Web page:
Calcium and Vitamin D supplements are gaining popularity across the globe, particularly among the elderly. They are seen as an important part of ensuring bone health. Marvin M Lipman, M.D, Chief Medical Advisor, Consumer Reports, says “Many consumers, especially older people who are concerned about bone loss, buy and take calcium and vitamin D pills expecting them to strengthen their bones and prevent fractures.” The Nutrition Business Journal says Americans spent more than $1 billion on calcium supplements and $831 million on vitamin D supplements in 2015.

But are these supplements really necessary? Research studies show that taking daily calcium pills can increase bone density in people over 50 years old by 1 to 2 percent—not enough to prevent fractures. On the other hand, regular intake of calcium supplements could lead to heart disease, kidney stones, and gastrointestinal problems.

However, calcium supplements do reduce markers for osteoporosis, it has been found.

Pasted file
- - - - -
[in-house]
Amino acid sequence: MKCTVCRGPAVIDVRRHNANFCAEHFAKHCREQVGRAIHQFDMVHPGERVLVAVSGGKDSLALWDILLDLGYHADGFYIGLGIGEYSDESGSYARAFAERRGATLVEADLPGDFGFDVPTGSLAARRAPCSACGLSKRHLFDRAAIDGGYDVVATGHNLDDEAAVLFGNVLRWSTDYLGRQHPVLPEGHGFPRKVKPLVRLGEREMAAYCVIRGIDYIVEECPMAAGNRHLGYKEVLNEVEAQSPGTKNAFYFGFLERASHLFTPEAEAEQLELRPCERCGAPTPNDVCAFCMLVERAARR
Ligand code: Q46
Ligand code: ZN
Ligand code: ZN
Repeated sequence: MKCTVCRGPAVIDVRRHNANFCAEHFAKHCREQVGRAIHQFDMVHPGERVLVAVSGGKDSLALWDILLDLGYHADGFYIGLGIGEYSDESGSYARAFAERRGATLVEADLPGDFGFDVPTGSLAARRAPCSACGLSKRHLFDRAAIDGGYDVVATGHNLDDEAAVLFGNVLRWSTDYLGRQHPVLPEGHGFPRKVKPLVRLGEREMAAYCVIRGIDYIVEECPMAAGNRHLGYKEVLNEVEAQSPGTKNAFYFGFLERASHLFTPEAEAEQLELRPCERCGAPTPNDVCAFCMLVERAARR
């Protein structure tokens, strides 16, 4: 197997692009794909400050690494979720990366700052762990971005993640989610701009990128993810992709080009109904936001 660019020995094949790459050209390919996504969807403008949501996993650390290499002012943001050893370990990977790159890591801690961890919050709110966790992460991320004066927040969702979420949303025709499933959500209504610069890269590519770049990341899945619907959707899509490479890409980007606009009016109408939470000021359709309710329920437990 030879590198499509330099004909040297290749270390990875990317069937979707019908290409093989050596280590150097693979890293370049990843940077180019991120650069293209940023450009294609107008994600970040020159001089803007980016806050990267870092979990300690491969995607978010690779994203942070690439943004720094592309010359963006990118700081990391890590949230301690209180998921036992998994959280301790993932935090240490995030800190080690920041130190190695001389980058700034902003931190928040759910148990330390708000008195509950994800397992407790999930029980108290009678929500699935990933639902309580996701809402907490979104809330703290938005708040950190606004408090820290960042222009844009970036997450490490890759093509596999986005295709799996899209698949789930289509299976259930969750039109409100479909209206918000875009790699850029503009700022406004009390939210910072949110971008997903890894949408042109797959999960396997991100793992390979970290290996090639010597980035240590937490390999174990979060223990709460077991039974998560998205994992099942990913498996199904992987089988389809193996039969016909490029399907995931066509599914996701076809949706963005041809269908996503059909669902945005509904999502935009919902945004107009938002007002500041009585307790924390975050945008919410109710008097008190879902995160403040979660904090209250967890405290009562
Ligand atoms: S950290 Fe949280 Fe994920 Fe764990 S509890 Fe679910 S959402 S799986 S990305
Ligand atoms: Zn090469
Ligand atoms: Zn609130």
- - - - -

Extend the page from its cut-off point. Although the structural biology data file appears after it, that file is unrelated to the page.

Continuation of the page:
On the other hand, Vitamin D on its own does little to help build bones, studies show. On the flip side, Vitamin D intake could reduce the possibility of falls among the elderly, as deficiency has been linked with muscle weakness.
“The key is developing strong bones early in life—before age 30 when our bones naturally start to thin,” Lipman says. “After 30, it’s a matter of preserving bone strength by consuming enough calcium in your daily diet so that the body doesn’t take what it needs from the bones.” The best source of calcium is through diet – so include foods like milk, cheese and yogurt. Similarly, Vitamin D can be got from natural sources like mushrooms, eggs, soya and salmon, and the best way is to soak up at least ten minutes of sunlight. The body will do the rest.


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